Our winter programming is in full swing this week with three evening programs, a brown-bag lunch, and a Saturday tour. Here is a look at what is planned:
On Tuesday, 14 January, at 5:15 PM: “Wealth and Beauty in Trees”: State Forestry & the Rehabilitation of Massachusetts’s Economy, Landscape, & Culture, 1898-1919 with Aaron Ahlstrom, Boston University, and comment by Brian Donahue, Brandeis University. Massachusetts currently stewards 311,000 acres of state forests and parks. This public land system originated in late nineteenth- and early twentieth-century efforts to strengthen the Commonwealth’s economy, rehabilitate its unproductive landscapes, and revitalize its rural communities through scientific forestry. This paper offers new perspectives on Progressive Era conservation by analyzing how state foresters sought to improve rural landscapes’ profitability and aesthetics by educating private woodlot owners, suppressing forest fires and pests, and reforesting newly-acquired public lands. This is part of the Boston Seminar on Environmental History series. Seminars are free and open to the public.
On Wednesday, 15 January, at 12:00 PM: Career Activists: Women’s Organization & Social Reform in New England, 1830-1890 with Kathryn Angelica, University of Connecticut. This talk looks at the evolution of women’s organizations throughout the nineteenth century in New England, focusing on “career activists.” These women negotiated between public and private spheres while leading lives defined by their activism. The project examines the political implications of social reform and questions both the narrative of the two-dimensional benevolent woman and that of sporadic, passion-fueled benevolence. This is part of the Brown-bag lunch program. Brown-bags are free and open to the public.
On Wednesday, 15 January, at 6:00 PM: Deborah Sampson: A Revolution of Her Own! with Judith Kalaora, founder of History at Play. Deborah Sampson was the ﬁrst woman to ﬁght in and be honorably discharged from the American Military. An indentured servant by age ﬁve, Sampson grew up in a man’s world, where women were naught but second-class citizens. As a self-educated master-less woman, she felt a higher calling, and in the ﬁnal years of the American Revolution, Sampson bound her chest, tied back her hair, and enlisted in the 4th Massachusetts Regiment of the Continental Army, as “Robert Shurtlieff.” Judith Kalaora reimagines Sampson’s remarkable story through living history performance. A pre-talk reception begins at 5:30 PM; the speaking program begins at 6:00 PM. There is a $10 per person fee (no charge for MHS Fellows and Members, EBT or ConnectorCare cardholders and Boston Public School students).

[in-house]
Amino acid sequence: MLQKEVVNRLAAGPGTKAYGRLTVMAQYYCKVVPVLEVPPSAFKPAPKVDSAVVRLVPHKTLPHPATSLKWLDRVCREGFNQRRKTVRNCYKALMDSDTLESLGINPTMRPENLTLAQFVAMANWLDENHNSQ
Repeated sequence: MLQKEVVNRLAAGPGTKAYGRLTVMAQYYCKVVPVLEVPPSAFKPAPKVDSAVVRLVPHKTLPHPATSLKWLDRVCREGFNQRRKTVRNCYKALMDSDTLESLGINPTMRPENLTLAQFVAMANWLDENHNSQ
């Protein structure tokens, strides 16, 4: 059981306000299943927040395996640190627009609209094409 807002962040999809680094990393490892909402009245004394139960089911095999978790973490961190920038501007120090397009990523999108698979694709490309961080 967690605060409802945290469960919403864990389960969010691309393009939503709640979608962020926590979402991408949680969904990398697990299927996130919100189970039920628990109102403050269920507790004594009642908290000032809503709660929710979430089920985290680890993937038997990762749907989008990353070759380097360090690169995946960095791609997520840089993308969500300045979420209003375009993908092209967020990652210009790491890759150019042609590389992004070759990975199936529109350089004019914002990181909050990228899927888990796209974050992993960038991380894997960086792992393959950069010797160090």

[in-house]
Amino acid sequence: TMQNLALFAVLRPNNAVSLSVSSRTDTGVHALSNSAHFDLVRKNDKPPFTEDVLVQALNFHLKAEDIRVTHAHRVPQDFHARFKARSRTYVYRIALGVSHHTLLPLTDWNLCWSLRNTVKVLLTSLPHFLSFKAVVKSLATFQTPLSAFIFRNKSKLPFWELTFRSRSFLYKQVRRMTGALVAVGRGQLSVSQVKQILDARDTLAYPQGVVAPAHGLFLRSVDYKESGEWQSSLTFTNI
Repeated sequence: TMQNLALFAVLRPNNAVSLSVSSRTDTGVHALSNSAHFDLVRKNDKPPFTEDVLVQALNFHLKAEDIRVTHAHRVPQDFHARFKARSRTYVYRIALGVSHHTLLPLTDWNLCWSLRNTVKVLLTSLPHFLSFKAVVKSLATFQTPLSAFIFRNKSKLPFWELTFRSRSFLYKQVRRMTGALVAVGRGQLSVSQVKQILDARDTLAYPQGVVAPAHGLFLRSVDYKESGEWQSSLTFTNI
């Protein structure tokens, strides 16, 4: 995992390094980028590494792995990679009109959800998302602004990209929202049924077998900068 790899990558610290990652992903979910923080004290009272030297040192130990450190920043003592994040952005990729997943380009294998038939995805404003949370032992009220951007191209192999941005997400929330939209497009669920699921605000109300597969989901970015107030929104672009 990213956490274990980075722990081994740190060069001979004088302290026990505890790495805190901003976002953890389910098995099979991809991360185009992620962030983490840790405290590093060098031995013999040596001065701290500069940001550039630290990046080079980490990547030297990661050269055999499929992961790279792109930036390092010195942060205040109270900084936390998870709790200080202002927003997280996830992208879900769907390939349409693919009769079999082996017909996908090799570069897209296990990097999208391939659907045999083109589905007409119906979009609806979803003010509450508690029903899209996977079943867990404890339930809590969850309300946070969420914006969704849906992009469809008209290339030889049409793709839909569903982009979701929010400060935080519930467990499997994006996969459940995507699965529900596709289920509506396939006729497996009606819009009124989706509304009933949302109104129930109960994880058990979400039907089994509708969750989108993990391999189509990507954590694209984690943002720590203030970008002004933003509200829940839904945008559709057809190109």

On Thursday, 16 January, at 5:15 PM: “Increasing her Stock”: Two Harriets and the Louisiana Borderlands with Rashauna Johnson, Dartmouth College, and comment by Jen Manion, Amherst College. This paper uses the sexual biographies of two enslaved women, both named Harriet, in Louisiana’s Florida Parishes to explore the workings of intimacy and empire in the plantation South during its transition from borderlands to hub of King Cotton. This is part of the Boston Seminar on African American History series. Seminars are free and open to the public.
On Saturday, 18 January, at 10:00 AM: The History & Collections of the MHS. This is a 90-minute docent-led walk through of our public rooms. The tour is free and open to the public. If you would like to bring a larger party (8 or more), please contact Curator of Art Anne Bentley at 617-646-0508 or email@example.com.
Abigail Adams: Life & Legacy Pop-Up Display
Abigail Adams urged her husband to “Remember the Ladies” and made herself impossible to forget. But Abigail is memorable for more than her famous 1776 admonition. This final Remember Abigail display uses documents and artifacts through the ages to consider the way Abigail viewed her own legacy and to explore how and why we continue to Remember Abigail.
Fire! Voices from the Boston Massacre
On the evening of March 5, 1770, soldiers occupying the town of Boston shot into a crowd, killing or fatally wounding five civilians. In the aftermath of what soon became known as the Boston Massacre, questions about the command to “Fire!” became crucial. Who yelled it? When and why? Because the answers would determine the guilt or innocence of the soldiers, defense counsel John Adams insisted that “Facts are stubborn things.” But what are the facts? The evidence, often contradictory, drew upon testimony from dozens of witnesses. Through a selection of artifacts, eyewitness accounts, and trial testimony—the voices of ordinary men and women—Fire! Voice from the Boston Massacre explores how this flashpoint changed American history. The exhibition is on display at the MHS through 30 June 2020, Monday and Wednesday through Saturday from 10:00 AM to 4:00 PM, and Tuesday from 10:00 AM to 7:00 PM.